Established in 1975 and incorporated in 1978, the Association of Canadian Archivists (ACA) is a national association representing over 600 archivists in Canada and is continued under the Canada Not-for-profit Corporations Act (CNCA), an act which provides the legal framework for the operations of any federally-incorporated not-for-profit corporation. The ACA completed the continuance process in 2013.
Originally articulated in the letters patent issued at the time of the Association’s incorporation, the mandate of the Association are defined in the Articles of Continuance, along with the minimum and maximum number of directors. For additional details about the Canada Not-for-Profit regulations under which the Association operates, visit the Industry Canada website.
Approved by the ACA membership and the Minister of Industry in 2013, General Bylaw No.2 provides specific details about the governance of the Association including rules and information about:
- The Association’s fiscal year, its corporate seal, banking, signing authorities, and annual financial statements (Section 2)
- Membership categories and the establishment of member dues (Section 3)
- Meetings of members, including notices, quorum and voting (Section 4)
- The Board of Directors, including notice, quorum and voting at meetings as well as descriptions of the role of each Director (Sections 5, 6 and 7)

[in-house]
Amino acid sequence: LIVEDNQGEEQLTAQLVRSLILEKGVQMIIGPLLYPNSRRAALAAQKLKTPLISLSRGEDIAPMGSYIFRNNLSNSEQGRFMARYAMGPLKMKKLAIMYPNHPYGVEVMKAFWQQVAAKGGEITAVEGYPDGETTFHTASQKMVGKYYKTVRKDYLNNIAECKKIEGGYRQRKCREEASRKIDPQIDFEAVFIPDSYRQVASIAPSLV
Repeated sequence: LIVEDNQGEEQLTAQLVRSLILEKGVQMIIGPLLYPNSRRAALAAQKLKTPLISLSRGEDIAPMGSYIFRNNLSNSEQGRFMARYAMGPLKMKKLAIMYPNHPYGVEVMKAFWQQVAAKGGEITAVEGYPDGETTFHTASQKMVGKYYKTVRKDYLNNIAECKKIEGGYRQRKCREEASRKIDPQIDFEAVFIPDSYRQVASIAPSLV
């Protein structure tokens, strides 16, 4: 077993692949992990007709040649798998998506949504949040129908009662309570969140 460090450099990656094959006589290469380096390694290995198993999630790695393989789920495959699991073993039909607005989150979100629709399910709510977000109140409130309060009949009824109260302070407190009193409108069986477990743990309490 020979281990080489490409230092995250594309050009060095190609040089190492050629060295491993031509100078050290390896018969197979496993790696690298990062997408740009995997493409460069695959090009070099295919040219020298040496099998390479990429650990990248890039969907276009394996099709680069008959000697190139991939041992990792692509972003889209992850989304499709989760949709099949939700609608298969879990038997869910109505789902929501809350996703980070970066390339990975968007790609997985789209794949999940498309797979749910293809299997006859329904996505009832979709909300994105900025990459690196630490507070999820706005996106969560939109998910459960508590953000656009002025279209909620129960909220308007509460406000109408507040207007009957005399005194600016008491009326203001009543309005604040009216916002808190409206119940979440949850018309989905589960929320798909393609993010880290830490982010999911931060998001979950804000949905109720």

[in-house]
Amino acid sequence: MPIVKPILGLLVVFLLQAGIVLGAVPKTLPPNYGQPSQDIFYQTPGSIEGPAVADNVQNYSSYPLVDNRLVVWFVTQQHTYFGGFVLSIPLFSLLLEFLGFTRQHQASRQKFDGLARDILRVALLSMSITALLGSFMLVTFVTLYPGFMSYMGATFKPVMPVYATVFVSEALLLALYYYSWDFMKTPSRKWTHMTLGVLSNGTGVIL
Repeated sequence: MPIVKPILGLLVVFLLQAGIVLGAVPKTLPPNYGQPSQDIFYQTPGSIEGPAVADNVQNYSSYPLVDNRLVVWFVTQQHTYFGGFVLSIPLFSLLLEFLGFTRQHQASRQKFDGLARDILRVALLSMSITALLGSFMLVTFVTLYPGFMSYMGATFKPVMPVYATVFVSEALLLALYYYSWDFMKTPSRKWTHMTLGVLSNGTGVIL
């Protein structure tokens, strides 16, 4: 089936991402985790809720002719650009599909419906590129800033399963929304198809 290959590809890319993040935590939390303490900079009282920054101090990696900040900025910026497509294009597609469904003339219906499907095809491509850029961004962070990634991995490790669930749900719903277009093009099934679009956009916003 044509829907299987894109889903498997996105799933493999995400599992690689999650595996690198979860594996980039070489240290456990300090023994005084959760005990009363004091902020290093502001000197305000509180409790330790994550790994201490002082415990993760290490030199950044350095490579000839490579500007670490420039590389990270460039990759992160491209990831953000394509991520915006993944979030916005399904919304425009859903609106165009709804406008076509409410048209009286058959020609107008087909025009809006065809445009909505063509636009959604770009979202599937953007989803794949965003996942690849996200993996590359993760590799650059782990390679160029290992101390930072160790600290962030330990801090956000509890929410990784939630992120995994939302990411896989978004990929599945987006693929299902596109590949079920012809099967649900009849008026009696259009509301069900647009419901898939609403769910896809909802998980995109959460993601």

- The Executive Director and appointed officials, such as the editor of Archivaria (Section 7)
- The Governance Committee and other ACA committees (Section 8)
- The ACA Special Interest Sections and Student Chapters (Sections 9 and 10)
- The limitation of liability and indemnification of the Board (Section 11)
- The approved Rules of Order (Section 12), and
- The process of providing notices (Section 13)
The final component of governance within the ACA is the policies approved by its Board of Directors. Working within the framework of the CNCA, the ACA’s letters patent, articles of continuance, and Section 1.03 of General Bylaw #2, provide direction to the Board regarding specific issues encountered by the ACA not addressed elsewhere.
The ACA launched the present logo in September 2002. We hope you will interpret it as we do: a path of knowledge leading to an examination of Canadian identity and culture (the maple leaf under the magnifying glass concept) and also a subtle question mark forming the frame of the magnifying glass which portrays a quest for knowledge and the ability to find the answers.
Timeline and History
Here is a brief timeline and history of ACA events and milestones.